Law of the United States
The law of the United States comprises many levels of codified and uncodified forms of
Federal law and treaties, so long as they are in accordance with the Constitution, preempt conflicting state and territorial laws in the 50
At both the federal and state levels, with the exception of the state of
Notably, a statute does not automatically disappear merely because it has been found unconstitutional; it may, however, be deleted by a subsequent statute. Many federal and state statutes have remained on the books for decades after they were ruled to be unconstitutional. However, under the principle of
Commonwealth countries are heirs to the common law legal tradition of English law. Certain practices traditionally allowed under English common law were expressly outlawed by the Constitution, such as
As common law courts, U.S. courts have inherited the principle of stare decisis. American judges, like common law judges elsewhere, not only apply the law, they also make the law, to the extent that their decisions in the cases before them become precedent for decisions in future cases.
The actual substance of English law was formally "received" into the United States in several ways. First, all U.S. states except Louisiana have enacted "
Second, a small number of important British statutes in effect at the time of the Revolution have been independently reenacted by U.S. states. Two examples are the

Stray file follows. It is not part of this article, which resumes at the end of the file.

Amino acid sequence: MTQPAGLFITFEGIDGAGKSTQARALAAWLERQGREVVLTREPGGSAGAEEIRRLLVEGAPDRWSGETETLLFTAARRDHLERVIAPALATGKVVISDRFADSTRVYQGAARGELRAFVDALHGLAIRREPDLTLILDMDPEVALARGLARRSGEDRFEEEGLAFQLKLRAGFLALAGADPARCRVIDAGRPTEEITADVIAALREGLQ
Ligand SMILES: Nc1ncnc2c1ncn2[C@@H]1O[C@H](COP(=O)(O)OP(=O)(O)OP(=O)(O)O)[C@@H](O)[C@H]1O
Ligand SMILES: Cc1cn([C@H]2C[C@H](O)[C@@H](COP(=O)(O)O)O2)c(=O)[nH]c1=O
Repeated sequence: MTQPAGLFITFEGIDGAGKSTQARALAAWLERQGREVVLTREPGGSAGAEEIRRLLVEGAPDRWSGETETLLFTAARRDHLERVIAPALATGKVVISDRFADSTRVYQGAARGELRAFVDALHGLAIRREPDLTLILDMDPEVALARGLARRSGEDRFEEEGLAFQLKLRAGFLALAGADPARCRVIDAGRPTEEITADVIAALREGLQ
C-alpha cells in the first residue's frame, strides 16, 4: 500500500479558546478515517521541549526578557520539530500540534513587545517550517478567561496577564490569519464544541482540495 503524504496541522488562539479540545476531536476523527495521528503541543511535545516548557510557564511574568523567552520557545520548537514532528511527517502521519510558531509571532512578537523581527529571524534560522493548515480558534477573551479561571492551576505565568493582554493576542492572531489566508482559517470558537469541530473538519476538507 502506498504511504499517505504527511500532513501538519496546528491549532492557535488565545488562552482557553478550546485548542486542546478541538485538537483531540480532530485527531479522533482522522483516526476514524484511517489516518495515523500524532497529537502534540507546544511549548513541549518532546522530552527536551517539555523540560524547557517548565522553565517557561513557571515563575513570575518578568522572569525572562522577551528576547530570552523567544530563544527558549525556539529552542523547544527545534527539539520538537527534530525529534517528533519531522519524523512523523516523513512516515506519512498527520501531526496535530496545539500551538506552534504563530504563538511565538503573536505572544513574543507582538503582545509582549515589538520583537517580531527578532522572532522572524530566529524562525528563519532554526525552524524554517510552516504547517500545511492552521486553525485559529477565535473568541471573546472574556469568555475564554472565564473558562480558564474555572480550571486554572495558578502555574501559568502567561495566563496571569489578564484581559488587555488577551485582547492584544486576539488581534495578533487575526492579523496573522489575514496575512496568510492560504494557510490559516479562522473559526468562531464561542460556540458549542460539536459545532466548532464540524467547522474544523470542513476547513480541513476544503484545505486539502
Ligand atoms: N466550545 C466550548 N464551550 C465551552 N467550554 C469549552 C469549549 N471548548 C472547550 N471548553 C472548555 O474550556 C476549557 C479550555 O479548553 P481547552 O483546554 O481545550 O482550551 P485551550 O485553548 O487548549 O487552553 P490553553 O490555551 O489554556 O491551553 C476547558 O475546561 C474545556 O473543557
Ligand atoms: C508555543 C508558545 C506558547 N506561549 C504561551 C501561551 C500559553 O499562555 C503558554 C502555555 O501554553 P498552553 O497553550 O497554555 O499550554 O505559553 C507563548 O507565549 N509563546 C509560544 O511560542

Despite the presence of reception statutes, much of contemporary American common law has diverged significantly from English common law. Although the courts of the various Commonwealth nations are often influenced by each other's rulings, American courts rarely follow post-Revolution Commonwealth rulings unless there is no American ruling on point, the facts and law at issue are nearly identical, and the reasoning is strongly persuasive.
Early on, American courts, even after the Revolution, often did cite contemporary English cases, because appellate decisions from many American courts were not regularly reported until the mid-19th century. Lawyers and judges used English legal materials to fill the gap. Citations to English decisions gradually disappeared during the 19th century as American courts developed their own principles to resolve the legal problems of the American people. The number of published volumes of American reports soared from eighteen in 1810 to over 8,000 by 1910. By 1879 one of the delegates to the
Today, in the words of Stanford law professor Lawrence Friedman: "American cases rarely cite foreign materials. Courts occasionally cite a British classic or two, a famous old case, or a nod to